[-empyre-] entanglement

joseph tabbi jtabbi at gmail.com
Mon Apr 6 02:08:53 EST 2009

A belated word, regarding 'worth.'

As Jeff notes, it's a Holy Grail and likely to remain one because if
the 'real worth' of commodities were ever determined, that would be
the end of markets as we know them today.

Imagine that the dollar value of commodities could be known precisely,
and suppose this knowledge could be circulated immediately and
accurately, and suppose also that the kind of analytical instruments
used by disciplined traders were available to everyone. Further,
suppose that political conditions were stable, and not only stable but
more or less hands off so that trading could carry on relatively
freely, without protections or government interventions that skew the

(Jeff you're right, I am fond of utopian scenarios: they're good for

I imagine, fairly soon, the temptations to gamble would decrease, and
the field would be left to disciplined professionals free to
participate in a self-regulating market. Capital would flow toward
industries grounded in real productive capacity. Inequalities would be
greatly lessened but in this ideal case, wouldn't the low level of
profits make the capitalist game entirely uninteresting to producers
and traders?

Wouldn't a totally free and totally transparent market, and the
removal of barriers to trade, also remove the basic social
underpinnings of the market system?

Unlike that town in Germany (where the bank really was robbed after a
TV documentary), Global free trade is not just my own or the media's
utopian fiction. Globalization is a narrative that has gained
worldwide traction (in admittedly less than ideal circumstances but
when are economic conditions ever ideal?). One could mark the
beginning of the experiment with the inauguration of a global
neo-liberal turn during the time of Reagan, Thatcher, Pinochet, and
Deng (to name just the four world leaders pictured on the paperback
cover of Harvey's Brief History of Neo-liberalism). (Harvey's title,
by the way, always struck me as cutting two ways: the book, under 200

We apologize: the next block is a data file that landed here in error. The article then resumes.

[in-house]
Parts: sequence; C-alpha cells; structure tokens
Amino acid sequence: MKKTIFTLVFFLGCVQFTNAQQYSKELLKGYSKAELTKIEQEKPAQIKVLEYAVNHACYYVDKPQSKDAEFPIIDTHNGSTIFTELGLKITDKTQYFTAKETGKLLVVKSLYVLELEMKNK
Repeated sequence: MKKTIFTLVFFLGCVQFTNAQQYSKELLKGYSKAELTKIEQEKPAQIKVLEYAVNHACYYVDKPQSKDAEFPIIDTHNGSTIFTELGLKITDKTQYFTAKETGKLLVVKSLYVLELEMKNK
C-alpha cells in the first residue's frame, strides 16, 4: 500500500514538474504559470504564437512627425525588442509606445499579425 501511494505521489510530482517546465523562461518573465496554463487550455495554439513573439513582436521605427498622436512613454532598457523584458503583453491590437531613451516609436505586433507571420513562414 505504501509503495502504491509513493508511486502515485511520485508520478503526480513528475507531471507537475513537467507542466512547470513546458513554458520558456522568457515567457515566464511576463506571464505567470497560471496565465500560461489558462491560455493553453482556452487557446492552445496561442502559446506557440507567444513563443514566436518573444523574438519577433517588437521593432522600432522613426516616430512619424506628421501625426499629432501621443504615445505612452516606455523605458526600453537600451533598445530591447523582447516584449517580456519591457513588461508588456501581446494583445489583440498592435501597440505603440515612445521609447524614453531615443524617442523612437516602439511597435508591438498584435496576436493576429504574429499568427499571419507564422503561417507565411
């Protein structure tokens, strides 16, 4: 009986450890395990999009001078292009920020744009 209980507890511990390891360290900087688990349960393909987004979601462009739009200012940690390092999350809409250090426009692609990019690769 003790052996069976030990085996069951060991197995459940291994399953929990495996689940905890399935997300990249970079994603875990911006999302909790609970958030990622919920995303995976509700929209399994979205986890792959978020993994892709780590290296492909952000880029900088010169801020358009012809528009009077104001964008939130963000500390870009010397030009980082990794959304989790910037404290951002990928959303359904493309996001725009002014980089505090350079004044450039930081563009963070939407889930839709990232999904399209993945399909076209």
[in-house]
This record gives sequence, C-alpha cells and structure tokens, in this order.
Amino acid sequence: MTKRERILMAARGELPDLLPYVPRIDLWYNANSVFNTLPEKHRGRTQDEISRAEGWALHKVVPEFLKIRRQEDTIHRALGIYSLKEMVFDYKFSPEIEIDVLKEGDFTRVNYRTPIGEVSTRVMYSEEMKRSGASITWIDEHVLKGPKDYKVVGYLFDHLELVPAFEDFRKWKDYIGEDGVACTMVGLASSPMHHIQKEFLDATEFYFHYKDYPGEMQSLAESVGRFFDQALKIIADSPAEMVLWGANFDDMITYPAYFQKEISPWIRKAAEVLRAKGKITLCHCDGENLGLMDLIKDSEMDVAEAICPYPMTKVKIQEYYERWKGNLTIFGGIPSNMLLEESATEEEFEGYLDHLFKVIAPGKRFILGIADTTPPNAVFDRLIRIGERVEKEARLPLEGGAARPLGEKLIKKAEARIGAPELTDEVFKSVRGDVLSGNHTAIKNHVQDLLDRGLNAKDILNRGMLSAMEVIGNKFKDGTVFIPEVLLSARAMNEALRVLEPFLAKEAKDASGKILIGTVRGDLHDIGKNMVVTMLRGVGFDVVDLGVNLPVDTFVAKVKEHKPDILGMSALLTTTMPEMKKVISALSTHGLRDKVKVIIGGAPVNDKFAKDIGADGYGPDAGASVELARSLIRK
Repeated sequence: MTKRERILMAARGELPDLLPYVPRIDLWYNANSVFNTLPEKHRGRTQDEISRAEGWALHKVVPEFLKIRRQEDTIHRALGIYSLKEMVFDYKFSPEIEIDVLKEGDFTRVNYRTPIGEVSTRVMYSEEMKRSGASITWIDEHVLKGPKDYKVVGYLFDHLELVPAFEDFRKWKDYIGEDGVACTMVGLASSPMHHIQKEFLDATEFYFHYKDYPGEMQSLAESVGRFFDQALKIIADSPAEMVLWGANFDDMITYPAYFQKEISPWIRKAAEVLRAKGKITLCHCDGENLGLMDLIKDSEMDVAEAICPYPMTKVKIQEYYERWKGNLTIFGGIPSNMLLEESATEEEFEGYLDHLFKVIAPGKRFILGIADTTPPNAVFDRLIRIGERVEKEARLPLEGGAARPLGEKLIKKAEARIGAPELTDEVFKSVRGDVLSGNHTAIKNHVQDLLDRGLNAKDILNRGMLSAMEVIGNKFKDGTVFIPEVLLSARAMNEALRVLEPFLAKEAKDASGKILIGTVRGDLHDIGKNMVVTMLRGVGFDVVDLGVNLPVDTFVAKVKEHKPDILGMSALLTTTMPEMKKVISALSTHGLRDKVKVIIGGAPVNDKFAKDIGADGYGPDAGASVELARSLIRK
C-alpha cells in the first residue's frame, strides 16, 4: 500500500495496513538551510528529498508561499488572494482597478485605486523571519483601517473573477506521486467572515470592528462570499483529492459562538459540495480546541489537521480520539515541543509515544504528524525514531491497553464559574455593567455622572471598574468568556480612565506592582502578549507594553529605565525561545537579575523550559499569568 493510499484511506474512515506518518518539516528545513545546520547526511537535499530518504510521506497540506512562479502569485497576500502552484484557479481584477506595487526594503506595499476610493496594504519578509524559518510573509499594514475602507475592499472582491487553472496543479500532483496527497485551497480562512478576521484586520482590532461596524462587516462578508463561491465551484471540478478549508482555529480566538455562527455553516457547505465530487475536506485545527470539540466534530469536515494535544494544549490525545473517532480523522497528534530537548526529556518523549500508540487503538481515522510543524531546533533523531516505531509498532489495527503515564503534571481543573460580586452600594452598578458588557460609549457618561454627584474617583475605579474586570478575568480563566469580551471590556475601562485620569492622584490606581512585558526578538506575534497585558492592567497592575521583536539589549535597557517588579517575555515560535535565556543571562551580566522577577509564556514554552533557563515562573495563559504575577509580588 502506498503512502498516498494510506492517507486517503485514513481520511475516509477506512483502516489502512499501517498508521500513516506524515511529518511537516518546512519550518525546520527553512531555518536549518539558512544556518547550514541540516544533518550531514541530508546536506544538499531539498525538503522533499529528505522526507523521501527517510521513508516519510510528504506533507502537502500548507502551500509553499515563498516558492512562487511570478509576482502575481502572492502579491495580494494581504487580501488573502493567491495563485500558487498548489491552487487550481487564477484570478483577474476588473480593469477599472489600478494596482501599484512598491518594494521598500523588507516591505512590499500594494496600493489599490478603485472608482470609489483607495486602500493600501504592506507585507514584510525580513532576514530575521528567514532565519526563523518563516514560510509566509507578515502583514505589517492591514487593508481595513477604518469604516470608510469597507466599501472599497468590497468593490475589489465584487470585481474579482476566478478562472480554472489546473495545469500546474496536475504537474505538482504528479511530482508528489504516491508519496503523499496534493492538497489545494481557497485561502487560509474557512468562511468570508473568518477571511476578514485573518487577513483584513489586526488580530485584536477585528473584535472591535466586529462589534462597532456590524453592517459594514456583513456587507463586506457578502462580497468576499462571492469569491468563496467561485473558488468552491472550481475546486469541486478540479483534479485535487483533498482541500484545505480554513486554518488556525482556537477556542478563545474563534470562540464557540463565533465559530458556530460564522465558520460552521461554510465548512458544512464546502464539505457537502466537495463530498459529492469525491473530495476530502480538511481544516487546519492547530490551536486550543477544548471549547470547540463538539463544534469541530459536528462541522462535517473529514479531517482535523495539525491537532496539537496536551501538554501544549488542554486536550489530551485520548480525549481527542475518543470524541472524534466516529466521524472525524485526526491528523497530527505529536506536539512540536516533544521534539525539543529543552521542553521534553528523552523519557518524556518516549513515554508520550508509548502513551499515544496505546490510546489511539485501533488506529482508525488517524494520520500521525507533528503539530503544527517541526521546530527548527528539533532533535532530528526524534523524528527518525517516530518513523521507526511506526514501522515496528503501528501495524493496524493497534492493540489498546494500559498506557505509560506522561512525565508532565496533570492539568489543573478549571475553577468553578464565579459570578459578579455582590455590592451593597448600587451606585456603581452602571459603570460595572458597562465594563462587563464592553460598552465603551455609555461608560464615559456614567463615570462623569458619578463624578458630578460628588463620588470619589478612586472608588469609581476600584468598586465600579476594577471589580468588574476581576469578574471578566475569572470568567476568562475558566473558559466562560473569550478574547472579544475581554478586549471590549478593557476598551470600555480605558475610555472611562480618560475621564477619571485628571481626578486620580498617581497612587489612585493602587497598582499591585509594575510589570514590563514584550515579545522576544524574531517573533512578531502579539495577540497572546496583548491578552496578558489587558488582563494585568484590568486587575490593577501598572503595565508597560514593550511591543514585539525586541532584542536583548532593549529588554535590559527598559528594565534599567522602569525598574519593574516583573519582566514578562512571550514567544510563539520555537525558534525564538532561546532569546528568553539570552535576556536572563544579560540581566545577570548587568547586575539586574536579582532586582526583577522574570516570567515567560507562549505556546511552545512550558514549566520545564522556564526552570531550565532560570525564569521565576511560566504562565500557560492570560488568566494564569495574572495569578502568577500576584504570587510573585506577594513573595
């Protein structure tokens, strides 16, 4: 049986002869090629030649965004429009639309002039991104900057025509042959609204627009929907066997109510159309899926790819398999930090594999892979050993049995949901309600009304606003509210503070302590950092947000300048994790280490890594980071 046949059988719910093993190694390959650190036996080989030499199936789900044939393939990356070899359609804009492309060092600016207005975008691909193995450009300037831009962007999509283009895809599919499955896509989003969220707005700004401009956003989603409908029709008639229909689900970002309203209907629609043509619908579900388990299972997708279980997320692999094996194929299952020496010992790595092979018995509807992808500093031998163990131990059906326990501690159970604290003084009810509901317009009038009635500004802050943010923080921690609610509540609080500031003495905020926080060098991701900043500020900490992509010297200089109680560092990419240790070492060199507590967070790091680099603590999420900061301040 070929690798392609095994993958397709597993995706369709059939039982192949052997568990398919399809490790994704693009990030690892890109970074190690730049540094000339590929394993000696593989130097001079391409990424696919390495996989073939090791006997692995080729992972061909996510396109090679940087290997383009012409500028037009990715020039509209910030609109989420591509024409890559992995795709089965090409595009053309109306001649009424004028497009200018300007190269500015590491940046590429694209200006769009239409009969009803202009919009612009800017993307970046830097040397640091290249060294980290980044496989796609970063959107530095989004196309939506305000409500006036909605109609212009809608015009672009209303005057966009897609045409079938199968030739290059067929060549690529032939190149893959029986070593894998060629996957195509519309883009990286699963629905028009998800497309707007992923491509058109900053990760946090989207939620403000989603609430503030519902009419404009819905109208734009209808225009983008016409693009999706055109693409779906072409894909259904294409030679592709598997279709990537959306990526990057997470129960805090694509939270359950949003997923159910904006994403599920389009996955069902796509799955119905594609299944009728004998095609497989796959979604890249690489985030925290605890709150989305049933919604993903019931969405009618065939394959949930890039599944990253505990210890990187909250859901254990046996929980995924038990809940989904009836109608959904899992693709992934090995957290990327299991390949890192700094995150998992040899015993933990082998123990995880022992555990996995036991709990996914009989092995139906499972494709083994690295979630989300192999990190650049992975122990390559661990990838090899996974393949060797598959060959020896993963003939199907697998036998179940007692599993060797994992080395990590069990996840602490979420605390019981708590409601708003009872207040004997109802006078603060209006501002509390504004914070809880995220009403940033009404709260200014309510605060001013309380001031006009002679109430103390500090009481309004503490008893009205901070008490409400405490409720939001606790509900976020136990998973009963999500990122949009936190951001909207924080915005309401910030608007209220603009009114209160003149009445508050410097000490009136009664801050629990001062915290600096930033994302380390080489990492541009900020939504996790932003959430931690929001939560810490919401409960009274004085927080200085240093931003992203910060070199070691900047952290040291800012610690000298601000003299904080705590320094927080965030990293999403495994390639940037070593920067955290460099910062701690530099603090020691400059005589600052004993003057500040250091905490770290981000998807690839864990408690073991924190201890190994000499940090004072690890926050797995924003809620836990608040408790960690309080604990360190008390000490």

pages, is a 'brief history,' but Harvey's hope and expectation is that
the history of Neoliberalism itself will be relatively brief, in the
overall 500-year-plus duration of modern capitalism.)

Whether that history turns out to be an anomaly or the end or the
fulfilment of capital's Longue Duree, global neo-liberalism is
decidedly not a history of 'free trade.'  “In principle,” Wallerstein
writes, “in a capitalist world-economy the virtual market exists in
the world as a whole. But ... there are often interferences with these
boundaries, creating narrower and more ‘protected’ markets.”  Like all
perpetual-motion machines, the totally free market functions only “as
an ideology, a myth, a constraining influence, but never as a
day-to-day reality.” (World-Systems Analysis)

There will always be utopias and Holy Grails, and there will always be
governmental interferences (or, where governments are week, black
markets organized by other, more directly violent means). The
available options seem, to me, not to do without protections and
interventions, but to determine what KIND of interventions people can
live with. Of course, much depends on WHO is involved in these
decisions, whose interests are represented, which economists are
listened to, and which networks can be used to advance which agendas.

A pleasant Sunday morning to everyone - on this day away that remains
one of the legacies of an earlier, Christian era of captial's
development. (And Michael: part of me, maybe a seventh part, is
convinced by Zizek's "perverse" defense of Christianity.)


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